What’s Under the Hood of the IPFS, or Where Your NFTs Are Actually Stored

What’s Under the Hood of the IPFS, or Where Your NFTs Are Actually Stored

The IPFS is the interplanetary file system in which Tezos NFT marketplaces store content. Why interplanetary? The joke is that judging by the download speeds, the data is downloaded from Mars.

But seriously, the IPFS is the infrastructural backbone of web3, incorporating BitTorrent and blockchain protocol technologies. In this post, we explain in simple terms how it works as well as its advantages and disadvantages.

IPFS and Its Role in Tezos

The IPFS (InterPlanetary File System) is a decentralized data storage and access protocol. The network distributes the recorded files among the nodes and, when requested to access a file, constructs a route to the nearest node to ensure maximum download speed. If a file is large and consists of parts, the IPFS acts like BitTorrent and allows different fragments to be downloaded from other nodes.

The IPFS is free, so NFT marketplaces use it to store NFTs. On any Tezos marketplace, you can find links to content on an IPFS mirror, and in the NFT metadata, you can find direct IPFS links to the content. For example, Objkt.com provides everything at once: a direct link, an object on the Objkt.com server, and an IPFS link to the metadata.

Tezos also supports IPFS links to contract metadata, as seen in TZIP-16.

The Main Visual Difference Between HTTP and IPFS

The Internet is a network for exchanging data between participants. Still, simply connecting two computers by cable is not enough. You also need a protocol: rules for routing requests, encrypting traffic, transferring data, and other operations.

Different protocols are used for different types of data and tasks. For instance, IP is needed to access a host according to its physical address in the network, TCP and UDP are used to transfer data between hosts, and DNS is used to look up IP addresses according to host names.

The best-known Internet protocol is HTTP, HyperText Transfer Protocol. It sends and receives requests and responses between the client and server. Roughly speaking, when you type a website address into a browser, the browser first looks up the physical address of the host server hosting the site and then sends a HTTP-request for data to that address.

The IPFS searches the host address instead of looking up the data. That is, instead of “ipfs://WEBSITE.COM/image.jpg” it would simply be “ipfs://image.” The IPFS itself will find hosts that have the files you are looking for.

The different format of links is the main visual difference between HTTP and IPFS. That said, only some browsers like Brave and Opera can open IPFS links. In Chrome and others, you need to install particular extensions.

How the IPFS Stores and Searches Data

The IPFS network consists of thousands of nodes storing and replicating data as blockchain protocols do. The exact number of nodes and the volume of data stored are beyond any attempt to calculate them, yet the Protocol.ai team assumes there are at least 200,000 nodes and around 125 terabytes of traffic per week.

The IPFS protocol assigns a unique hash identifier (CID) to each uploaded file. It is what you see at the end of a link this one:


If the same file is uploaded to the IPFS twice, the copy will get the same CID but will likely end up on a different node. If the file changes, the new version will get a new CID and co-exist in the IPFS with the old one.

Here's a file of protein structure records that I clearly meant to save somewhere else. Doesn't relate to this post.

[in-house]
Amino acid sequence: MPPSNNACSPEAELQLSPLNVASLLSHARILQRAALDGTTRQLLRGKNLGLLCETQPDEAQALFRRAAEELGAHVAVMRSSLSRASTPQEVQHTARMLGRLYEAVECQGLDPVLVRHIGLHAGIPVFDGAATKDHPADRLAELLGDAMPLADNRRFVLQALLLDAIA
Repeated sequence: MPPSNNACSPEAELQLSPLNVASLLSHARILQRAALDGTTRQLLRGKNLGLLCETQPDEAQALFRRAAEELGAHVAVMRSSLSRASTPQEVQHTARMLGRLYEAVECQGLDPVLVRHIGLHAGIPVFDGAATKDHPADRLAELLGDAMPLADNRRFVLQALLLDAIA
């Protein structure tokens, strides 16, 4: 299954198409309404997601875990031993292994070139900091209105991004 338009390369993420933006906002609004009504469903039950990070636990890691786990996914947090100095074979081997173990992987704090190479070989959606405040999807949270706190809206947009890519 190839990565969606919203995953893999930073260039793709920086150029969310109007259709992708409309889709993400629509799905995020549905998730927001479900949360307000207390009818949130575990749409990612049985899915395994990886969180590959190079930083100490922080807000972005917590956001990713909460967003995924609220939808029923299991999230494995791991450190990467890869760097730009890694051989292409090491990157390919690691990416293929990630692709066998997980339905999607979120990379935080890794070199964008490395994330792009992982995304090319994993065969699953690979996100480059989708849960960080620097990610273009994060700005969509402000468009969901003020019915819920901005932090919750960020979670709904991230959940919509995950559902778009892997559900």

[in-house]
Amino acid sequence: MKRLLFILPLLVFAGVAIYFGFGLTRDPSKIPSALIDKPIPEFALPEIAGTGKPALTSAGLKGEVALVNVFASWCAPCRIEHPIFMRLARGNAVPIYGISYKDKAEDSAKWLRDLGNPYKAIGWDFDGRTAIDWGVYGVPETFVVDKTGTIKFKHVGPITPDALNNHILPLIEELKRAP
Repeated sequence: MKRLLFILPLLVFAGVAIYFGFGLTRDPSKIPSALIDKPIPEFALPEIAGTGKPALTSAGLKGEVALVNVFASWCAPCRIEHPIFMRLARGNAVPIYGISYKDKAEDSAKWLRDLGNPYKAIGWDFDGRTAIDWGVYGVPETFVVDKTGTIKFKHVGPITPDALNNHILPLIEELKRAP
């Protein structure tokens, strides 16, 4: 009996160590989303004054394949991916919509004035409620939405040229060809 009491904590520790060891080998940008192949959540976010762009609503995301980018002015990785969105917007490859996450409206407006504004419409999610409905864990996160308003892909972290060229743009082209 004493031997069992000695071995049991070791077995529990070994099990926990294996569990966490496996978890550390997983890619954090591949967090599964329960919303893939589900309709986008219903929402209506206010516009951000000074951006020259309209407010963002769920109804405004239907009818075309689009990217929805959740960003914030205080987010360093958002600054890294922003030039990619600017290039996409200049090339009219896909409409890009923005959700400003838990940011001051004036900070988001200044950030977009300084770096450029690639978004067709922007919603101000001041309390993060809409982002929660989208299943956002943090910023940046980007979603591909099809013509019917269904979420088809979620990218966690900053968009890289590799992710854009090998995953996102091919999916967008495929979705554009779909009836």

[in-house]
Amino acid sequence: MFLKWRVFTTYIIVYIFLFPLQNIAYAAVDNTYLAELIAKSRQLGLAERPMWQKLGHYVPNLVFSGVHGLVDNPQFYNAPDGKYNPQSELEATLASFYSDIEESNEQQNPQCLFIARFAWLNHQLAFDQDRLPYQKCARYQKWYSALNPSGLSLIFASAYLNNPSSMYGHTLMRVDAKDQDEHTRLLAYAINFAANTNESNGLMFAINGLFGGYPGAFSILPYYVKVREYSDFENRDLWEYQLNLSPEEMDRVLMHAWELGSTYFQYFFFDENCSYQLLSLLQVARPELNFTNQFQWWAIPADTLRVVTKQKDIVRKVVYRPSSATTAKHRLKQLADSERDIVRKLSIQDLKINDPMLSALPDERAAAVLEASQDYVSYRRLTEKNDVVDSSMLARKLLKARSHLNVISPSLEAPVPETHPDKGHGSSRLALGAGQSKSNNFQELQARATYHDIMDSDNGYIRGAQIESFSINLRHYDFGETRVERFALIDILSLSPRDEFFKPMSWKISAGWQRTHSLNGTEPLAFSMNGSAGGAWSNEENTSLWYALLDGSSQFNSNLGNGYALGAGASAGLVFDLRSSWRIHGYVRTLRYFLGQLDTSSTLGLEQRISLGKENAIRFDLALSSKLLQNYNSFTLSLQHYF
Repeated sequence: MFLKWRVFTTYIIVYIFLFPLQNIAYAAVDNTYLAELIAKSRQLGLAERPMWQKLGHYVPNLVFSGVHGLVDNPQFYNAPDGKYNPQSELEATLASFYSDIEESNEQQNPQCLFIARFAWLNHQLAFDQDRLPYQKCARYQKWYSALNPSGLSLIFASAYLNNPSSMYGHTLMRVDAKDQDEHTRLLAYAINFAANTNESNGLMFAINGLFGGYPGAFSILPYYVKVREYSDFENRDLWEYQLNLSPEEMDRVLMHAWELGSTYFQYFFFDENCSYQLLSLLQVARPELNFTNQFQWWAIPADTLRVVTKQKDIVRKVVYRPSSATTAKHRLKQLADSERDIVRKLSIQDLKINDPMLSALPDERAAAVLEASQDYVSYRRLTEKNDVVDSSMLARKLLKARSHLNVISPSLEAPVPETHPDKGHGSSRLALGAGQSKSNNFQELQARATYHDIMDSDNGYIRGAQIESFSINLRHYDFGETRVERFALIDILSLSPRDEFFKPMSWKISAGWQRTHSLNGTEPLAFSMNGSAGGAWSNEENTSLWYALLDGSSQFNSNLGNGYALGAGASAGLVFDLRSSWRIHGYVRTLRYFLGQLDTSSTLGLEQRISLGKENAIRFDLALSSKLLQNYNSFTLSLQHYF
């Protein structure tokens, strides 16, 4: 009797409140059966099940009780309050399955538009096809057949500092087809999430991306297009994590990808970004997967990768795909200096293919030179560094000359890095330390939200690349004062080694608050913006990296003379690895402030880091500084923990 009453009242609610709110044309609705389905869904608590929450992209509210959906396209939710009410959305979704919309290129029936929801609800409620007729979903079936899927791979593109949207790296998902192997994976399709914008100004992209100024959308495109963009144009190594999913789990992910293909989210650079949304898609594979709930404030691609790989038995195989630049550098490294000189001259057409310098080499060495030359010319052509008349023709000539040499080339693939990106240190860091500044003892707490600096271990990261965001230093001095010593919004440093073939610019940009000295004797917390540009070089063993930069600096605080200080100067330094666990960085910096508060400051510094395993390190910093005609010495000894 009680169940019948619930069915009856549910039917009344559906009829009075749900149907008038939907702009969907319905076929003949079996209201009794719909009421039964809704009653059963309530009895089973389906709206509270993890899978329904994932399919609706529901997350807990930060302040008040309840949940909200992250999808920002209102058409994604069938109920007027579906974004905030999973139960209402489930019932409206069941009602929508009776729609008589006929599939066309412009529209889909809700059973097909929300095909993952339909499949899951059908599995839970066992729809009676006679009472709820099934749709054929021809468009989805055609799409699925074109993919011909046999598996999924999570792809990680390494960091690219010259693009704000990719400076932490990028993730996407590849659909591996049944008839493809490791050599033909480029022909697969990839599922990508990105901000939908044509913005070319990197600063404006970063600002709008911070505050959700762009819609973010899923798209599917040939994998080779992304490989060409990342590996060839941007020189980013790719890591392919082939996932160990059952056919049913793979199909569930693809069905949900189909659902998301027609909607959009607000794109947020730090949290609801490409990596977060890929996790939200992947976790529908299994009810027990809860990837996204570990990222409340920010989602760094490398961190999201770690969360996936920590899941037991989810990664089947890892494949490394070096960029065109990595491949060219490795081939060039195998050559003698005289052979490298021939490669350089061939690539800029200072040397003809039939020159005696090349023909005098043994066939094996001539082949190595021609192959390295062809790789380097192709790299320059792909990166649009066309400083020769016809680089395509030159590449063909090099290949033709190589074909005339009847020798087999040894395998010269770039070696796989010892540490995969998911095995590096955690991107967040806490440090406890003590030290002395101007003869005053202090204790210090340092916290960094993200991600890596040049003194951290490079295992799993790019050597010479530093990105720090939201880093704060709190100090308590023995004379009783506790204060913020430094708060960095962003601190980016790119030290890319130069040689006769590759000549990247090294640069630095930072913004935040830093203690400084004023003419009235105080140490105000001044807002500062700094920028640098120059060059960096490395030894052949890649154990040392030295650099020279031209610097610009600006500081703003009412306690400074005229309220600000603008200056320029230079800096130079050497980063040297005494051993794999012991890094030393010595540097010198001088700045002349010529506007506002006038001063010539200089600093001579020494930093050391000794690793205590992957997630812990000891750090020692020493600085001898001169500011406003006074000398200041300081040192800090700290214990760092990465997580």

When uploading files larger than 256KB, the nodes split them into chunks, each with a different CID. The CID-based nodes create a directed acyclic Merkle graph (Merkle DAG) that describes the connections between the fragments and the final file. It looks like the instruction “To get the original picture A, combine chunks A1, A2 and A3.

With Merkle graphs, the IPFS can:

  • store and host large projects like websites and web applications without the risk of losing fragments;
  • update individual file fragments and keep a history of changes instead of overwriting the whole file;
  • store different chunks on different nodes and reassemble them into an original file without problems.

IPFS uses the DNS equivalent of a distributed hash table or DHT to find files by their CIDs. Nodes write information into it about which files or fragments they are storing. If a user is looking for an image with CID A, the hash table will show a list of nodes from which this file can be queried. Finding and downloading files from fragments works similarly: by CID of a large file, you find the corresponding Merkle graph, and from the Merkle graph, you find a list of CIDs of fragments and addresses the nodes you require.

How to Use IPFS

To open IPFS links and retrieve content, you have to install a suitable browser or extension. To upload to the IPFS yourself, you must install the IPFS Desktop client and run your node.

You can find detailed instructions and links to those apps on IPFS Tech website.

Three Upsides and One Downside of IPFS

The first upside is the immutability of the data. Recorded files cannot be changed and can only be deleted with the consent of the nodes that keep all their copies.

The second upside is that the IPFS records files free of charge. Still, if a file is not requested for a long time, the nodes may delete it when it is not needed. Some services offer guaranteed storage on the IPFS for $0.1-0.2 per 1GB.

The third upside is decentralization and lack of censorship. As with blockchain protocols, disabling a few nodes will not affect the protocol’s operation.

That said, there is a downside. While in blockchain protocols, all nodes store the identical copy of the blockchain, in IPFS, each node has a different set of files. For example, if you have four nodes storing your picture, and they all decide to clean up unused files, you will no longer be able to access it.

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